In the wake of the 1956 Hungarian uprising against Soviet control, György Ligeti fled Budapest, where his exposure to the Western avant-garde had been limited. Suddenly he was at the epicenter of the new-music scene presided over in West Germany by Stockhausen and colleagues. It’s easy to imagine the exhilarating sense of discovery that must have intoxicated Ligeti as he found himself free to pursue wherever his imagination led – including, eventually, in directions disapproved of by some of his avant-garde peers.
Berio’s and Cage’s experiments both with the voice and with making the ritualized performative context part of their composition process captivated Ligeti. As in Sequenza V, the musical scores – the sounds specified – for Aventures and Nouvelles Aventures are only one layer of a larger scenario that also involves an absurdist theatricality of gestures and interactions. Ligeti even invents a nonsense language based on vowel sounds for his “text” as the singers enact an incoherent drama among themselves, a mini-opera (or anti-opera) of the absurd. Instead of playing a triangle of distinct characters, they are possessed by arbitrary mixtures of five general emotional positions (which Ligeti describes as ranging from aggressive desire to terror). Their abrupt, jittery, indecisive leaps from one to another are articulated in a kaleidoscopic vocabulary of sustained pitches, whispers, erotic grunts, shrieks, giggles, and so on, shattered by eerie silences. The effect at times is of listening to animal vocalizations at the zoo and trying to decipher what is being communicated.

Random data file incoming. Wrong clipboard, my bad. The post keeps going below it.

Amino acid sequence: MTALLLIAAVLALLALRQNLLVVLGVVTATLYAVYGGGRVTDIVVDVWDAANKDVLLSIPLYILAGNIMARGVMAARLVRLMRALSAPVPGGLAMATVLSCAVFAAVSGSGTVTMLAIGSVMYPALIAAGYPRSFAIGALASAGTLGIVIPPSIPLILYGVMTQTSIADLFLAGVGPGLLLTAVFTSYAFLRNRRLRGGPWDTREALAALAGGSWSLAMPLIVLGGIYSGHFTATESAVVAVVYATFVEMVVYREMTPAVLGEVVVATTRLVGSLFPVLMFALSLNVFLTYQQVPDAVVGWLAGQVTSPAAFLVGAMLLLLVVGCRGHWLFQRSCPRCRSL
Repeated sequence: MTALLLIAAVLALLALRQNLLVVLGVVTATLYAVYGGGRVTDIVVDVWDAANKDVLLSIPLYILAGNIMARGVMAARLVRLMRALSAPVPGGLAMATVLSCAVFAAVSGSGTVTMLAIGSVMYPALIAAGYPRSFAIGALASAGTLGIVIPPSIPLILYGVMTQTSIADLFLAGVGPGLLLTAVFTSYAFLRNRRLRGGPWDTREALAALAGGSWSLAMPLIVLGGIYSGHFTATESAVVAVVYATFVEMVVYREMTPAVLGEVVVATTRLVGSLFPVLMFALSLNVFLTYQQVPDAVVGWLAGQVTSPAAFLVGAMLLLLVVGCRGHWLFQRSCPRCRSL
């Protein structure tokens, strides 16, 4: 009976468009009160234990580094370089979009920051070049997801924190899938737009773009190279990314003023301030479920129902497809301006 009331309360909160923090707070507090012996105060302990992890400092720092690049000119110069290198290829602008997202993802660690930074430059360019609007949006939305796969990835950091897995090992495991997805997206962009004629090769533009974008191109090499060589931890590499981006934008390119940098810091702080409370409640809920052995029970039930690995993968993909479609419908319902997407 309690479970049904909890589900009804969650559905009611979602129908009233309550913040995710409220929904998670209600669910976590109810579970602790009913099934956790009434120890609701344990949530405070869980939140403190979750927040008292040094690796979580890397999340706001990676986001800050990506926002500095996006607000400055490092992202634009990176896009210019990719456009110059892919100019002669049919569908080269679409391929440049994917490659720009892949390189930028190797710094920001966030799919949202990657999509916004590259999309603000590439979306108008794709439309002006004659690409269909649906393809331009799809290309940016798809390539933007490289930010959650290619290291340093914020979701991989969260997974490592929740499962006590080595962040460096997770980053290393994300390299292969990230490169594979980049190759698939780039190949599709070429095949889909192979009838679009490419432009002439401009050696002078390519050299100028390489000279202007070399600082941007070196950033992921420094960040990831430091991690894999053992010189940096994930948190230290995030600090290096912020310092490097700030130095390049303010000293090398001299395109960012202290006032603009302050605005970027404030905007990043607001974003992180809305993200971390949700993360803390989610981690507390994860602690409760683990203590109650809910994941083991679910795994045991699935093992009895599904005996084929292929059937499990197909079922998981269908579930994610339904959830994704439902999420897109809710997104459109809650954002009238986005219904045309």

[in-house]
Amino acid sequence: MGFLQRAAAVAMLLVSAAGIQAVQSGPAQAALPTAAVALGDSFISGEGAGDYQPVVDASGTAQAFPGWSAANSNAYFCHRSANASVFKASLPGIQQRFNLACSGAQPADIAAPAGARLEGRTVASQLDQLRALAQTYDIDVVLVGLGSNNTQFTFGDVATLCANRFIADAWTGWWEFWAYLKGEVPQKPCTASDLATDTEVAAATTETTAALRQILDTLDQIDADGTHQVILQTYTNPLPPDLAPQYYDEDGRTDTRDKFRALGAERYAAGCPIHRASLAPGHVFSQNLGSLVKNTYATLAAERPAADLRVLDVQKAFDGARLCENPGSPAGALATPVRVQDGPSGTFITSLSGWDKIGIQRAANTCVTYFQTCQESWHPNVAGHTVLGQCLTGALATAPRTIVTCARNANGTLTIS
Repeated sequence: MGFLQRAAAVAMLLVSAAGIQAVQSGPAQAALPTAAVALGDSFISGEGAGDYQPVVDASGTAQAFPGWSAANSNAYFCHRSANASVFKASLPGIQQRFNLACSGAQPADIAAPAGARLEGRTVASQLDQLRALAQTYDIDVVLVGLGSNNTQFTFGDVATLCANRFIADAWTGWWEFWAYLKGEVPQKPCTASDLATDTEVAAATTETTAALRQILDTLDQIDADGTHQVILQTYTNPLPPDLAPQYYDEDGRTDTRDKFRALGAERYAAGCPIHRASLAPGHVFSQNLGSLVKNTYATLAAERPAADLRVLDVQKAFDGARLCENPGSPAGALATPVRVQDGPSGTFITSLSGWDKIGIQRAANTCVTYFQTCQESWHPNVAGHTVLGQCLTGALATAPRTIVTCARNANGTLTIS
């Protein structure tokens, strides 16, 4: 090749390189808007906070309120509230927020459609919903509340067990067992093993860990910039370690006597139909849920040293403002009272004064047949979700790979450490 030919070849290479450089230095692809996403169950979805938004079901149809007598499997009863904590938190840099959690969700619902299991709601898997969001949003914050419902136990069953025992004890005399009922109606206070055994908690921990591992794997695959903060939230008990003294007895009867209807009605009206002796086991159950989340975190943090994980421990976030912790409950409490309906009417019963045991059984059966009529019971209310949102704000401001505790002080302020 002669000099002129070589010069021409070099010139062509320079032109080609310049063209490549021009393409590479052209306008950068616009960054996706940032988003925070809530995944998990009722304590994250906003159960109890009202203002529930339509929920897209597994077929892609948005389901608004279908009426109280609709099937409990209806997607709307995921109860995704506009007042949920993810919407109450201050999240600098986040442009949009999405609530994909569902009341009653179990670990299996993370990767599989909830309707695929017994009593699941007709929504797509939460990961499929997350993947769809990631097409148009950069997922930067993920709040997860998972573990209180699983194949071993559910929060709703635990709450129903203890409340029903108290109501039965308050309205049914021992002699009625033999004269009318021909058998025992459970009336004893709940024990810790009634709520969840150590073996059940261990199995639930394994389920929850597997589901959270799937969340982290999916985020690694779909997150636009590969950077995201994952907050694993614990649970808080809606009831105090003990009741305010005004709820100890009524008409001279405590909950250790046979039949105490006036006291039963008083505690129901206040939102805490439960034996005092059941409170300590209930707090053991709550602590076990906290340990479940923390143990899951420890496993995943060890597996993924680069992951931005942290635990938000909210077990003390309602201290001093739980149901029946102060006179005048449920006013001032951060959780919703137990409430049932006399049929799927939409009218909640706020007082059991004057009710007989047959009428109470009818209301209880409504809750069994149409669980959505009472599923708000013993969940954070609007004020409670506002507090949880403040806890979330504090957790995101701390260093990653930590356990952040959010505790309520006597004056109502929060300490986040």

Ligeti breaks off the Aventures (composed in 1962 and premiered in 1964) unexpectedly. The Nouvelles Aventures (written over the next few years and premiered in 1966) presents itself as “the sequel” but involves a subtle evolution of the scenario. Whereas the earlier “mimodrama” (Ligeti’s term), for or all its outrageous humor, evokes an existential, alienated sensibility, the two-part Nouvelles Aventures ironically introduces stylized historical references and more episodically defined subsections: a haunting fragment of a chorale, for example, and even a “grand hysterical scene” for the soprano to pose as a mad bel canto heroine. The framework provided by the instrumental accompaniment – which includes furniture and popped paper bags in Aventures – provides an even more wildly intrusive and absurd aura in the sequel, marked by violent climaxes such as the smashing of plates. With these shards of sound and drama, Ligeti leaves us to piece together a response that in turn becomes part of his artistic adventure.
Thomas May writes and lectures about music and theater.